Key date and achievements:|
June 94 First performance outside the QEF Development Centre
Sept 96 “The Point” Tour to Isle of Wight
Sept 99 First ‘Play in a Week’ with the Nomad Theatre in Horsley
July 00 ‘Our Town’ Dance Project - The Dome
Nov 00 First corporate presentation
Jun 01 Freewheelers constituted as a mutual society under the umbrella of QEF for fundraising purposes
March 02 ‘Take Away’ - First performance with National Theatre’s Connections programme
March 03 ‘Brokenville’ for NT Connections
March 04 (onwards) ‘The Musicians’ at the Nomad Theatre for NT Connections, Award winner at first Leatherhead Drama Festival, The Albany and the Mole Valley Chairman’s Banquet.
July 04 Dance project with StopGap Dance Company
Sept 04 Filming ‘Inside Out’ for Kingston University Social Work degree course
Jan 05 Celebrity fundraising Gala, The Theatre, Leatherhead
April 05 ‘Samurai’ for NT Connections
June 06 Showcase of ‘The Triumph and The Apollo’, culmination of Arts Council funded ‘Rolling On’ project
Oct 06 Move to The Bridge Centre in Leatherhead
Nov 06 Incorporated as a CIC
Oct 07 "Jack and the Amazing Technicolour Dreamstalk"
May 08 "Earth Rise" for the Leatherhead Drama Festival.
July 08 Dance & Film at Epsom College
May 09 Therfield video project
July 09 Dance & Film at Epsom College
Drama and Music started at The Development Centre of Queen Elizabeth’s Foundation when Andrea Allen and Viv Colvill joined the staff in 1989.
It very soon became apparent that there was much interest in the performing arts and much talent and dedication among the students.
The Centre Management was enthusiastic about our progress and put other artists at our disposal, wanting us to be able to perform outside the Centre. Marionettes and a large and beautiful marionette theatre, were created by staff and students working together, a version of “The Point” by Harry Nilsson was written by the drama group, music was added, a choir of children from Notre Dame in Cobham was invited to join the cast, and we were off to Cobham Village Hall for our first performance outside the Centre.
Audience Support and Artistic Progress
Some years and many schools later, with another marionette production behind us, and our ambitions beginning to grow, we had learnt that audiences enjoyed our performances, that people (young and old) wanted to work with us, above all that we were capable of much more.
New live performances were evolved using large-scale puppets created by students of the Wimbledon School of Arts. Students took external examinations with the London Academy of Dramatic Art, and began also to take part in performances with the Nomad Theatre and other amateur groups locally. We began to evolve technical means of supporting our performers. We needed to raise more funds and a Mutual Society was formed in 2001 to provide a basis for this.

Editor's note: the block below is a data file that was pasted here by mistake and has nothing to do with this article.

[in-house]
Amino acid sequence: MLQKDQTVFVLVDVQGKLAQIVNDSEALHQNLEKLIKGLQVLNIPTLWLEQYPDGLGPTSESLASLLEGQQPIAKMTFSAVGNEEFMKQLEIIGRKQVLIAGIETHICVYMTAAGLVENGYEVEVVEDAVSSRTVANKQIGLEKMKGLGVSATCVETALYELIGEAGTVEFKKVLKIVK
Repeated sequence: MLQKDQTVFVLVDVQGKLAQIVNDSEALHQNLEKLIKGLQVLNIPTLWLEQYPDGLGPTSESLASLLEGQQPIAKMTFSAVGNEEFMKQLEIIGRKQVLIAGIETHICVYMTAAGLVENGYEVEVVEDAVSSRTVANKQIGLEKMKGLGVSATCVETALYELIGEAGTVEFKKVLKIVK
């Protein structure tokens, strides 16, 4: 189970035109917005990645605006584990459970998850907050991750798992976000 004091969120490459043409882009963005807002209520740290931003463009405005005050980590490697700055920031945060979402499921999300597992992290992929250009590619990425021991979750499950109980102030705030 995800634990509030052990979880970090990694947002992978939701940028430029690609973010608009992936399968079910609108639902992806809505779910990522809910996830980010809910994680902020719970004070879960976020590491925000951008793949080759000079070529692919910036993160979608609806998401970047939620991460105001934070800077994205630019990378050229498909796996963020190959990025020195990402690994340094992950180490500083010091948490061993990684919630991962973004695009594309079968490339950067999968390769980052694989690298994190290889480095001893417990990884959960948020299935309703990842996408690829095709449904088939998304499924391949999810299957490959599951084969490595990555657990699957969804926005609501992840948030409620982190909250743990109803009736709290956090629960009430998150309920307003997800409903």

Becoming part of the Shell “Connections” programme of the Royal National Theatre late in 2001 was a pivotal point in our development. We could choose, and were permitted to adapt, excellent scripts. We received advice and encouragement, and had the opportunity, over the course of four years, to perform with professional support in theatres such as The Albany in Deptford and The Palace Theatre in Watford. A high-light of this phase was the production of “The Musicians” by Patrick Marber (a play written with us in mind), which not only won the Adjudicator’s Prize at the first Leatherhead Drama Festival, but was featured at the Mole Valley Chairman’s Banquet in 2003 and was the centre piece of a splendid fund-raising Gala held by the Freewheelers at The Theatre in Leatherhead.
Now a fully-fledged producing Company, with a membership fully involved in artistic and managerial decisions, and very considerable technical expertise, our journey to self-belief was well on its way. It became clear that we needed to seek a wider audience and move beyond the limitations of our early structure. A meeting at the National Theatre with Anupam Ganguli from the Council of the Arts Council England, led to our making a successful application for development work. This project (Rolling On), took place between November 2005 and June 2006. We had a professional scriptwriter, a professional director, a film maker and an organisational development consultant at our disposal. The result was the beginnings of a great new play “The Triumph and the Apollo”, and a set of recommendations for our future, the most cogent of which was that we should move out of the Centre into the community and offer our services to a wider group of disabled and non-disabled people. We didn’t waste time.
A New Base
The Freewheelers moved out of QEF into The Bridge Centre in North Leatherhead on 30th October 2006 and a Community Interest Company (CIC) was incorporated on 10th November 2006 – this being a straightforward company structure and having the right “feel” of empowering its participants who would be running a Social Enterprise.
In our new home we are already attracting new members (before advertising our presence), and new volunteers. We have been welcomed by the staff of the Centre and the local hostelry!
A New Era
We are experimenting artistically at present, and making our community contacts, prior to continuing with the work, started in “Rolling On”, to evolve a new language of theatre which will allow our performers full autonomy in performance. It will involve wheelchair and voice-box technology, shadow work, animation, film and movement, and will allow the voice of our members to be heard loud and clear, and bring a new understanding and appreciation from our widening audiences. Workshops will start soon in which our current members will teach and encourage others to take part in the performing arts and perhaps to become fully involved in our great journey towards true integration in society.